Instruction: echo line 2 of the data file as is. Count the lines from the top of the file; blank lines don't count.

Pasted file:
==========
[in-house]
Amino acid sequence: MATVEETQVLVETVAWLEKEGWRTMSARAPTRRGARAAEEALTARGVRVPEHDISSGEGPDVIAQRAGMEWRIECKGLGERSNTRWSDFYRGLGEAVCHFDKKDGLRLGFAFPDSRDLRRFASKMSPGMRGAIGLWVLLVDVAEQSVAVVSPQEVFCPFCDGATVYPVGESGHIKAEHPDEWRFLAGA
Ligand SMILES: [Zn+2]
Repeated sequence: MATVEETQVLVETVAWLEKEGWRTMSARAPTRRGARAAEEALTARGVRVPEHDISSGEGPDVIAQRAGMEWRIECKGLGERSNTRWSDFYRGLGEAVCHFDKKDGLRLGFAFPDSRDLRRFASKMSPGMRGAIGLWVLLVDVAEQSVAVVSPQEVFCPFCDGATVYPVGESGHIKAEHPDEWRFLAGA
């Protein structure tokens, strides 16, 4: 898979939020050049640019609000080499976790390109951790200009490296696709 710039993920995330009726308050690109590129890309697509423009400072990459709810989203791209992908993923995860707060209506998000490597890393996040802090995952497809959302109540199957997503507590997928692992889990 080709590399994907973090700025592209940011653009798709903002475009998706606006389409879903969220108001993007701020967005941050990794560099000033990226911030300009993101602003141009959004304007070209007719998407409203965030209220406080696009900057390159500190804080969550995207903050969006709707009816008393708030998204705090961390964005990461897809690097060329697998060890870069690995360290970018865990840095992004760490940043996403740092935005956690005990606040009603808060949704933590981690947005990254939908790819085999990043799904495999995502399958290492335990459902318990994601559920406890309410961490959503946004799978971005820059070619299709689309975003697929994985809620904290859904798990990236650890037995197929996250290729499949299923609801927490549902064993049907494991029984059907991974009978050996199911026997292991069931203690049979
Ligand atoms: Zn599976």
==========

Amino acid sequence: MATVEETQVLVETVAWLEKEGWRTMSARAPTRRGARAAEEALTARGVRVPEHDISSGEGPDVIAQRAGMEWRIECKGLGERSNTRWSDFYRGLGEAVCHFDKKDGLRLGFAFPDSRDLRRFASKMSPGMRGAIGLWVLLVDVAEQSVAVVSPQEVFCPFCDGATVYPVGESGHIKAEHPDEWRFLAGA